• Round-trip efficiency: this is the difference between the amount of energy used to charge the battery and the available amount of energy. A higher round-trip efficiency is better.

What to consider when choosing a solar battery for your home

Some questions to think about when considering a solar battery include:

  • What is the total installed cost of your solar energy storage system versus the expected output over its lifetime?

  • What system best suits your tariff structure? Whenever energy is diverted to your solar battery you forgo your feed-in tariff from sending power into the grid. As industry feed-in tariffs drop this balance between feeding the grid and saving power for yourself will help determine the right time for you to invest in solar energy storage.

  • Ideally aim for a solar battery with a depth of discharge at least 80% for on-grid applications and round-trip efficiency around 80%.

  • Do you have an appropriate space to install the battery? What is the ambient temperature in the area suitable for your solar battery?

  • Can the battery you are considering store and supply enough energy for your needs? What is your household’s daily power use and how much extra electricity does your solar installation generate? How much independence do you want from the grid? Here is a simple calculator to help estimate your family’s energy needs. An even more accurate method is to look through your past energy bills.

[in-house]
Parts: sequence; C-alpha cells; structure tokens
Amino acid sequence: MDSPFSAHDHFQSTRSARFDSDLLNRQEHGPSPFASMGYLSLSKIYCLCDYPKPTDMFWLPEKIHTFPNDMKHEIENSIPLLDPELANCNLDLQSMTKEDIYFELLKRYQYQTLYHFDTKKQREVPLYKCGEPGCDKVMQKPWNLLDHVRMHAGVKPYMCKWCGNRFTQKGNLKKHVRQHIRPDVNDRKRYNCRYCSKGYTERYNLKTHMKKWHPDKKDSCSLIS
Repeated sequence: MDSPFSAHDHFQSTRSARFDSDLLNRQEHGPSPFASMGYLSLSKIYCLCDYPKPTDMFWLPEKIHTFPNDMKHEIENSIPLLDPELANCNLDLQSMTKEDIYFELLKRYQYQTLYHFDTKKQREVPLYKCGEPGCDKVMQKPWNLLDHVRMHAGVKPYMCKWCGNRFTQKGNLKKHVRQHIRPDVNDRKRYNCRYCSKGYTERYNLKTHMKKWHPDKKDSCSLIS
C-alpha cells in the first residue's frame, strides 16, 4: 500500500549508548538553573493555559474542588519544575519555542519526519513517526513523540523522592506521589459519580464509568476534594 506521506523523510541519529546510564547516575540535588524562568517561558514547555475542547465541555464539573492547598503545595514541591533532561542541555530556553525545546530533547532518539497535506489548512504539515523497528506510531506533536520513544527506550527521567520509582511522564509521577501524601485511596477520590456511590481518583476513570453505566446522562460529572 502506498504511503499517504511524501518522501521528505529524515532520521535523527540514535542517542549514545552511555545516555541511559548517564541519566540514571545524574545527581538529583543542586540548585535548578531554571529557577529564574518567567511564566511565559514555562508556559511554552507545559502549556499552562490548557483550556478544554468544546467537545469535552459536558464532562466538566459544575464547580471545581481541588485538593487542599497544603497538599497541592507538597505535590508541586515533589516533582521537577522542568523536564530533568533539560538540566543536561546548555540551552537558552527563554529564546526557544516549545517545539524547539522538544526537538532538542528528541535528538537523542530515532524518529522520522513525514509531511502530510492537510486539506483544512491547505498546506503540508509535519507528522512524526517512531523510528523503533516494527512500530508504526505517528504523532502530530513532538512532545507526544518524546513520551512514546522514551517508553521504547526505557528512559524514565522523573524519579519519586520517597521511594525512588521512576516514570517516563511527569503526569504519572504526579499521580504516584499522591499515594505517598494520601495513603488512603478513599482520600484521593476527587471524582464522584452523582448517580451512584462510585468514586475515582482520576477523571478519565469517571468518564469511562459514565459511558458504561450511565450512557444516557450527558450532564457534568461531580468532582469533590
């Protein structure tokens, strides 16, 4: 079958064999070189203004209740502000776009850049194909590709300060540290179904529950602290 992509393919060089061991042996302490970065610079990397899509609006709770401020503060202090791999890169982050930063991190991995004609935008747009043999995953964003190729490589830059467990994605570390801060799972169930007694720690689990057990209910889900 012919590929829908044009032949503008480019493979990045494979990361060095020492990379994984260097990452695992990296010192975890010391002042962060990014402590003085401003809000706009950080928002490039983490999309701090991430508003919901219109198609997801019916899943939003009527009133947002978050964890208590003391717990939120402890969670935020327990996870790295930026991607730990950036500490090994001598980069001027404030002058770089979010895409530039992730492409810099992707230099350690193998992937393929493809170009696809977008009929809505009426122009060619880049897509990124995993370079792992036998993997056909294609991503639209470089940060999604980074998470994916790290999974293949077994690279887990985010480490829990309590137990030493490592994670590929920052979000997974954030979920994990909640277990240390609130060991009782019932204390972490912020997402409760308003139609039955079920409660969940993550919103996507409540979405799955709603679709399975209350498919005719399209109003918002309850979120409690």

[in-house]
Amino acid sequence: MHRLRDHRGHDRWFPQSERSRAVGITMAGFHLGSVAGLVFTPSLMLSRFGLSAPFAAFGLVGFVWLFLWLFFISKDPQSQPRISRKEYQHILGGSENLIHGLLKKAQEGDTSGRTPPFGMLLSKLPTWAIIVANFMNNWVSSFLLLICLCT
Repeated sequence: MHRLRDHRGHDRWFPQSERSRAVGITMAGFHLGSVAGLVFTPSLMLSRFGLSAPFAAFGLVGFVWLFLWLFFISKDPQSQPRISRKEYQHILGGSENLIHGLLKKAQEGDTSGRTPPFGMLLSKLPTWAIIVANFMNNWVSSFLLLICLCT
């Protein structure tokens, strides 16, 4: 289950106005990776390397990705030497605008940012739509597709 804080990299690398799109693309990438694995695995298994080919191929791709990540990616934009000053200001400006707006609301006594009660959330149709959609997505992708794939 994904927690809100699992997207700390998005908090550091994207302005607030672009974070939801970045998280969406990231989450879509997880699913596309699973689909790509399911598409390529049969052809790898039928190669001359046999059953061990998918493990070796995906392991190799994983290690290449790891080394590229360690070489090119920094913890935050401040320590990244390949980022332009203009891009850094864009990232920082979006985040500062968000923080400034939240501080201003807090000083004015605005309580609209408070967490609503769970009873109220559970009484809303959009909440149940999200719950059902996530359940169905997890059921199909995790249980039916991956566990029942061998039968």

• Is the solar supplier a reputable company that can meet any warranty claims? Components of a solar installation are a long-term home investment and warranty periods easily range from 10 - 25 years. This is worthless if the company that made the products and provides the warranty has gone out of business in this timeframe. Innovate Energy makes it a policy to only recommend and install quality components from reputable suppliers we trust will be here for the long-haul.

  • Should you increase your home insurance coverage after installing a solar battery system? Remember you solar panel installation is part of your house and should be covered on your home insurance.

Solar battery costs and possible rebates

The cost of a solar battery varies considerably depending on the size you require and the battery technology you choose. As a rough guide:

  • 6kWh battery - $5-$9,000

  • 10kWH battery - $9-$14,000

  • 13kWh battery - $10-$18,000.

These are ballpark figures. For a customised quote that takes into account your personal energy needs both now and moving into the future, get in touch today.

The good news is that many states are offering rebate and energy trading schemes to help people afford sustainable energy solutions like solar batteries. The small-scale technology certificate (STC) incentive for batteries applies Australia-wide and energy companies are offering various VPP programs that can help reduce the cost of installing a solar battery.

Additionally, here are some rebate schemes from Australian States:

NSW: Empowering Homes solar battery loan offer

VIC: Solar Homes Program

SA: Home Battery Scheme

ACT: Next Gen Battery Storage Program and ACT Sustainable Household Scheme

NT: Home and Business Battery Scheme